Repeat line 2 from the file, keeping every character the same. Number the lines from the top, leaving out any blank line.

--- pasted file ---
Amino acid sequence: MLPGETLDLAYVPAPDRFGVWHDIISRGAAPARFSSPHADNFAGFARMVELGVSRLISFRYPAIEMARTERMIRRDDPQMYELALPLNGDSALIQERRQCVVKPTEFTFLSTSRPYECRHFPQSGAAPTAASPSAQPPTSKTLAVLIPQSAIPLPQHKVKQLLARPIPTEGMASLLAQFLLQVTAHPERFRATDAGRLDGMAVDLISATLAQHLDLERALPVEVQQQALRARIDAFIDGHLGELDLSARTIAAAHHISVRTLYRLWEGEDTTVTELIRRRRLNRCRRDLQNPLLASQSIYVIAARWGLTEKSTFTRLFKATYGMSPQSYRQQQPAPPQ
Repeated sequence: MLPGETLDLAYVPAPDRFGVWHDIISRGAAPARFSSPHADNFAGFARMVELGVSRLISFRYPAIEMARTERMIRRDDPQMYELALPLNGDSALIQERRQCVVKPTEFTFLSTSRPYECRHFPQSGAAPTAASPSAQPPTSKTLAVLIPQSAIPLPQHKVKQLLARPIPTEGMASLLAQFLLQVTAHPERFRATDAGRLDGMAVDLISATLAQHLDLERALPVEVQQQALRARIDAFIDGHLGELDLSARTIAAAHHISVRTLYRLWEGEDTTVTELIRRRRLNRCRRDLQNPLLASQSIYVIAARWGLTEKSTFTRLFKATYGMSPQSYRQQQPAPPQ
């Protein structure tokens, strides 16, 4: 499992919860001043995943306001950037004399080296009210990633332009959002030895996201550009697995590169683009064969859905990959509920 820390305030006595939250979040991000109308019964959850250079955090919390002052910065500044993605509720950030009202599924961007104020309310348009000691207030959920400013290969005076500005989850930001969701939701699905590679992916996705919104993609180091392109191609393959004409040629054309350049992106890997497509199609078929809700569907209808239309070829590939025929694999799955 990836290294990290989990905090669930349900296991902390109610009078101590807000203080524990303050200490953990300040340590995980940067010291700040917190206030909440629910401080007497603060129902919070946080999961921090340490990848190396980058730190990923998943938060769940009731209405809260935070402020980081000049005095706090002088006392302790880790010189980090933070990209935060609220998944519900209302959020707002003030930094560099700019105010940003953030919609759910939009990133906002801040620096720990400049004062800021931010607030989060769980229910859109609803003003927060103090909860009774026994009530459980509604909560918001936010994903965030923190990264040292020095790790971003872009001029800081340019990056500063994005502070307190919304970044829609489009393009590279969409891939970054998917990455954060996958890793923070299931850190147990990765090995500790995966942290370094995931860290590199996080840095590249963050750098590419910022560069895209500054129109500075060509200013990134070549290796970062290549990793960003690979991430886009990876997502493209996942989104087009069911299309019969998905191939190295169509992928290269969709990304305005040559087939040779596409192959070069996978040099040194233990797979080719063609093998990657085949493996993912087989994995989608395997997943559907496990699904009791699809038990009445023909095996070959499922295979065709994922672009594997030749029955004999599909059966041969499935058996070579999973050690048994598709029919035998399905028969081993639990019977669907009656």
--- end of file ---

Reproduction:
Repeated sequence: MLPGETLDLAYVPAPDRFGVWHDIISRGAAPARFSSPHADNFAGFARMVELGVSRLISFRYPAIEMARTERMIRRDDPQMYELALPLNGDSALIQERRQCVVKPTEFTFLSTSRPYECRHFPQSGAAPTAASPSAQPPTSKTLAVLIPQSAIPLPQHKVKQLLARPIPTEGMASLLAQFLLQVTAHPERFRATDAGRLDGMAVDLISATLAQHLDLERALPVEVQQQALRARIDAFIDGHLGELDLSARTIAAAHHISVRTLYRLWEGEDTTVTELIRRRRLNRCRRDLQNPLLASQSIYVIAARWGLTEKSTFTRLFKATYGMSPQSYRQQQPAPPQ